Dennis Fairall, known affectionately as “Big Dawg” by his athletes, built the Windsor Lancers into a Canadian varsity track and field powerhouse, and continued to guide middle-distance star Melissa Bishop-Nriagu to international podiums while a rare brain disease slowly robbed him of his mobility and speech.
The legendary coached died on Friday. He was 67.
Fairall coached Windsor’s cross-country and track and field programs from 1985 until his retirement in 2015, leading the Lancers to 25 Canadian university championships, 46 Ontario University Athletics titles, and was named Canadian or conference coach of the year 65 times in either track or cross-country.
Fairall was diagnosed with progressive supranuclear palsy in 2013 and retired from the university in 2015. The university named its indoor track facility the Dennis Fairall Fieldhouse a year later.
He continued to coach Bishop-Nriagu, despite his deteriorating health. The 800-metre runner tuned out suggestions she find another coach.
“People have some opinions about it, but this is him and I. This is our journey. This is Dennis and me,” Bishop said in 2017, a couple of weeks before the world championships in London — the first major international meet that Fairall was unable to be at. “This has been our career for 10 years, I’ve put absolute trust in him for the last 10 years, and he’s put his trust in me, and it’s turned out really well.”
Fairall’s wife Janet retired from her job as a school principal in 2017 to care for her husband full-time. The two were a common sight guiding Bishop-Nriagu through her workouts, Janet pushing Dennis — who smiled through a gap in his front teeth and often wore a baseball cap pulled over his mop of white hair — in his walker.
Bishop-Nriagu won silver at the 2015 world championships, gold at the Pan Am Games that same summer.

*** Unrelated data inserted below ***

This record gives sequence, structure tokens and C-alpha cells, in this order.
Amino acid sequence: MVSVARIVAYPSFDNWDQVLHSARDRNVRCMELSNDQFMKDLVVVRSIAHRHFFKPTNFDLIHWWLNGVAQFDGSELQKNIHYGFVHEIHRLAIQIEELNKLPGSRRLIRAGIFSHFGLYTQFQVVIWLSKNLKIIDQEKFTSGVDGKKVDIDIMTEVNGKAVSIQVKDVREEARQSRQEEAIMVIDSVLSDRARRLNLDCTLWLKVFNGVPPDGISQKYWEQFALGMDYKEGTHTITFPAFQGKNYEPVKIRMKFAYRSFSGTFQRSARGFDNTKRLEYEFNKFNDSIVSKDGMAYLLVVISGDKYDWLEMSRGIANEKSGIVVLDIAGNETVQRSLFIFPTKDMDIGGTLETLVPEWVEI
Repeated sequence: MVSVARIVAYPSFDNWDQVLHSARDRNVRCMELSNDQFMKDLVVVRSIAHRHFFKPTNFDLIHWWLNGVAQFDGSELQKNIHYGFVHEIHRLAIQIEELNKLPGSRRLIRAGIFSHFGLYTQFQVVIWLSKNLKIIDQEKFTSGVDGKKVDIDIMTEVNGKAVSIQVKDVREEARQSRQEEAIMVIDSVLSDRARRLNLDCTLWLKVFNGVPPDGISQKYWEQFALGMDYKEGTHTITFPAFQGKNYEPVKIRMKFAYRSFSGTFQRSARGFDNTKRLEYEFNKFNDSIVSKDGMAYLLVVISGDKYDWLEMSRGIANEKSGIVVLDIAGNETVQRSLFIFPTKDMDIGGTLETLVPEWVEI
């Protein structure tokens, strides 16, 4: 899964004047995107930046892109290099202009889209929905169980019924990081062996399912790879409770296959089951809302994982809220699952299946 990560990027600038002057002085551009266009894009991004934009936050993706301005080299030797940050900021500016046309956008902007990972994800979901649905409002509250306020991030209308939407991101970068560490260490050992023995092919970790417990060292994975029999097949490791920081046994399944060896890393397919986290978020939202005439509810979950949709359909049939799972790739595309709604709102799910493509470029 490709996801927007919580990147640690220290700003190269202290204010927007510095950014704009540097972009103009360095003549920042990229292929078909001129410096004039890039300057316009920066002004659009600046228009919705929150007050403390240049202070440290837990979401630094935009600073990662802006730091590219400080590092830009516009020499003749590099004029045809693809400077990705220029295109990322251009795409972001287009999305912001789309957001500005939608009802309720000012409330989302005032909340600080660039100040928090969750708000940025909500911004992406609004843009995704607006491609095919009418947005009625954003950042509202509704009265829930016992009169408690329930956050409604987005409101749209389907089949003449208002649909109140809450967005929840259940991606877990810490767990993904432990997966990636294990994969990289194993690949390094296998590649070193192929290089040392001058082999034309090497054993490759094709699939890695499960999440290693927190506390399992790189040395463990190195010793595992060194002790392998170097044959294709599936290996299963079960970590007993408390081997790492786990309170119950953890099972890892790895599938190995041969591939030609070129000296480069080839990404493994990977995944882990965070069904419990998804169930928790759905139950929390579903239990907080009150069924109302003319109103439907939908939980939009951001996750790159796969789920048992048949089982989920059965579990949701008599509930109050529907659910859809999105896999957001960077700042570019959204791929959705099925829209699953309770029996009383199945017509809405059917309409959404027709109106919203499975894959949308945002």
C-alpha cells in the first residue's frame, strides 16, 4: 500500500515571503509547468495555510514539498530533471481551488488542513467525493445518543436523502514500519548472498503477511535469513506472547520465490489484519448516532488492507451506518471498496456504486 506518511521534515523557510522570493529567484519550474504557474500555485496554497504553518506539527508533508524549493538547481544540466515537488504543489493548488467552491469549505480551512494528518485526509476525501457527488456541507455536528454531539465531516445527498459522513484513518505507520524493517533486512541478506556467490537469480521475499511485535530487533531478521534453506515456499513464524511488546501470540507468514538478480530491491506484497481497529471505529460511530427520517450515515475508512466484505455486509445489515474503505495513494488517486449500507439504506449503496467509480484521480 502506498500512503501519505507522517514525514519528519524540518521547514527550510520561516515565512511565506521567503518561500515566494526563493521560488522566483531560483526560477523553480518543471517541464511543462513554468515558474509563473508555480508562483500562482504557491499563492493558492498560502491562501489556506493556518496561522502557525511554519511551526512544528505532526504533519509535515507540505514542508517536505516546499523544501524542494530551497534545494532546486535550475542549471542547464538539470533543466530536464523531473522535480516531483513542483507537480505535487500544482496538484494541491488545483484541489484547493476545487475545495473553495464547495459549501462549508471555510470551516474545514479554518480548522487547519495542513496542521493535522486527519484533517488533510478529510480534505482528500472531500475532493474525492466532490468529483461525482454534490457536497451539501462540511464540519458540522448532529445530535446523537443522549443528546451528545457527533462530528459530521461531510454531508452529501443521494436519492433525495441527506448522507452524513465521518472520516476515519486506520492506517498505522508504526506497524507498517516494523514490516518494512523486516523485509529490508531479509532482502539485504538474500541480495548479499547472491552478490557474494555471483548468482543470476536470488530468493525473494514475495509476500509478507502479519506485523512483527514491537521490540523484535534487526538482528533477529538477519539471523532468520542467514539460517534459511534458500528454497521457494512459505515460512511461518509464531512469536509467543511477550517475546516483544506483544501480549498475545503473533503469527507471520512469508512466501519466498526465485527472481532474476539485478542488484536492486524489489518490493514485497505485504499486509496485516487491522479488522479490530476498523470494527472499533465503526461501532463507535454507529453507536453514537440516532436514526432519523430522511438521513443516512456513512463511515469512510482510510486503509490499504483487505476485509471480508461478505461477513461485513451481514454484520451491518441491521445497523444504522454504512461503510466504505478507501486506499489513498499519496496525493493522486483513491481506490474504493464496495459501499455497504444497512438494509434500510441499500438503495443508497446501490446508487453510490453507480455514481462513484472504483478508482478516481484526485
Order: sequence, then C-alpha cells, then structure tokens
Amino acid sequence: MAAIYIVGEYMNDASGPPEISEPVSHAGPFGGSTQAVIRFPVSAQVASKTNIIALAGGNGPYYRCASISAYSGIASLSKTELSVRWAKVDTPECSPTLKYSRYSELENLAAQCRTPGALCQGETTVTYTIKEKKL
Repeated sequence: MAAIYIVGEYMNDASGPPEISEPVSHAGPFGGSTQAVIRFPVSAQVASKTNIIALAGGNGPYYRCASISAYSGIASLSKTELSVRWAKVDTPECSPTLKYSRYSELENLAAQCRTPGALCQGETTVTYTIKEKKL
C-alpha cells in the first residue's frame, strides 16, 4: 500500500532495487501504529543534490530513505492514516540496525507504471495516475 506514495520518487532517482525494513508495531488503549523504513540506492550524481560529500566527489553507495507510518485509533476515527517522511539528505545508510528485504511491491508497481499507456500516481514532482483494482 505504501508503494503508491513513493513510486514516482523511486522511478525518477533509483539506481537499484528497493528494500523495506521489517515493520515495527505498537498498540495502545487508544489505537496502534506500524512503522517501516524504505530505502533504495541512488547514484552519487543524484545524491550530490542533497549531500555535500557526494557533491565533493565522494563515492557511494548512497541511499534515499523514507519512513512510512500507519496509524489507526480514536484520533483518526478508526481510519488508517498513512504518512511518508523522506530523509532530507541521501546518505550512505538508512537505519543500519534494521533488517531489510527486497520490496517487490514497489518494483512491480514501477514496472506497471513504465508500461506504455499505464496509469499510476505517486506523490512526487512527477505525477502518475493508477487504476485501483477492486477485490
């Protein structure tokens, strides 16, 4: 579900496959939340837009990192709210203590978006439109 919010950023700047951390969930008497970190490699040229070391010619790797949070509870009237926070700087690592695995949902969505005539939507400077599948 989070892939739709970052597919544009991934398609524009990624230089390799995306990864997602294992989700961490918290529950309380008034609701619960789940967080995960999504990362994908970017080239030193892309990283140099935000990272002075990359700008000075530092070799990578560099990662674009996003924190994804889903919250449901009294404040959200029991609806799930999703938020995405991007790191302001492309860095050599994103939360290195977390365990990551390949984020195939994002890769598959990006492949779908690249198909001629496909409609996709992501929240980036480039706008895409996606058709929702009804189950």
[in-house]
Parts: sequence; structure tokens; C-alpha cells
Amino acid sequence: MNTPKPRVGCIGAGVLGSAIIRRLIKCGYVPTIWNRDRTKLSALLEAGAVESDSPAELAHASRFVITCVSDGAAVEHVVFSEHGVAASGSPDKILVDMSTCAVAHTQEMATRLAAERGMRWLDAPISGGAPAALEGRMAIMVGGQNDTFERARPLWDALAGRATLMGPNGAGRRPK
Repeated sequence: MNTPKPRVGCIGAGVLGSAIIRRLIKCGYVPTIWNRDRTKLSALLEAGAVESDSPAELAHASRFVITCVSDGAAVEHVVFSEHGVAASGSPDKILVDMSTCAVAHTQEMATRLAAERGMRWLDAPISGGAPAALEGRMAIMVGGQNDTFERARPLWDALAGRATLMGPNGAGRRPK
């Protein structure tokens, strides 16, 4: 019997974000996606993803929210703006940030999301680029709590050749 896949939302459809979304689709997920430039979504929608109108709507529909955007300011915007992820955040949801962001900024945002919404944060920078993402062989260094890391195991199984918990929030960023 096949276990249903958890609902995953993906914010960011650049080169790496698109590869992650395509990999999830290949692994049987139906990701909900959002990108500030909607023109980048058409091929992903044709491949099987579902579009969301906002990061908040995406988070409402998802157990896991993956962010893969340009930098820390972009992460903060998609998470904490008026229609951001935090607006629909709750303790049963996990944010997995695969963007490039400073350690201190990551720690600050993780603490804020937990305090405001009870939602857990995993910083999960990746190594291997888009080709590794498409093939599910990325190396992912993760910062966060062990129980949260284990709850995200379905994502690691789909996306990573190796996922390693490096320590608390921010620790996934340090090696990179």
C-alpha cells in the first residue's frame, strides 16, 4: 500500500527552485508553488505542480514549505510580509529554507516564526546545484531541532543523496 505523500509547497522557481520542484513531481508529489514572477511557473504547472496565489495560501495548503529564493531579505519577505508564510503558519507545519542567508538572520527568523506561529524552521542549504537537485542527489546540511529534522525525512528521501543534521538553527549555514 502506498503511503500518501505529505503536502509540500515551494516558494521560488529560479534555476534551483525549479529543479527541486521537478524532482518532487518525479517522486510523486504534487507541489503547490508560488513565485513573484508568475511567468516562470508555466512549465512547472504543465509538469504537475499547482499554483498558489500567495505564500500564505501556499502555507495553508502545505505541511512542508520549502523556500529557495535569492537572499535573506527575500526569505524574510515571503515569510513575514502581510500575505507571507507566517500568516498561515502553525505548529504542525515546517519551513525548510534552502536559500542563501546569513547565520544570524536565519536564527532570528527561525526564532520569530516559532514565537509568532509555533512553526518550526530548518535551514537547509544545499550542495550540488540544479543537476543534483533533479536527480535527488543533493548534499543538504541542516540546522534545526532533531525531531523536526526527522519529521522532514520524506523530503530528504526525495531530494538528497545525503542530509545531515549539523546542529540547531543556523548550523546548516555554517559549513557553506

She’d hoped to climb the medal podium for Fairall at the 2016 Rio Olympics, “for both of us,” she said.
The 32-year-old finished fourth, missing a medal by 0.13 seconds.
Fairall coached more than 1,800 athletes at Windsor alone. His immense impact was felt in the number of weddings he and Janet attended — 13 in one summer alone.
Windsor director of athletics Mike Havey said Fairall was a “special person.”
“His record of accomplishment put the University of Windsor and the Lancers track and field and cross country programs on the map,” Havey said in a statement. “But that was not what made him special. He was a humble and incredibly effective team builder and collaborator.
“His coaching tree is wide and deep and that impact will continue to be felt for years. When you met with Dennis you always felt better afterwards. He made you feel good.”
The Lancers had won 22 of the past 25 provincial championships in men’s track and field, and 17 of the past 25 provincial championships in women’s track and field, leading into Fairall’s retirement.
Fairall was inducted into the Windsor/Essex Sports Hall of Fame, Athletics Canada and Athletics Ontario Halls of Fame, and the university’s Alumni Sports Hall of Fame. He was awarded the Athletics Canada coach of the year, a Petro Canada Coaching Excellence Award, and an honourary Doctor of Law degree from the university.
Fairall leaves behind son Jeremy, daughter Erin, and two granddaughters.
This report by The Canadian Press was first published Nov. 6, 2020.
Lori Ewing, The Canadian Press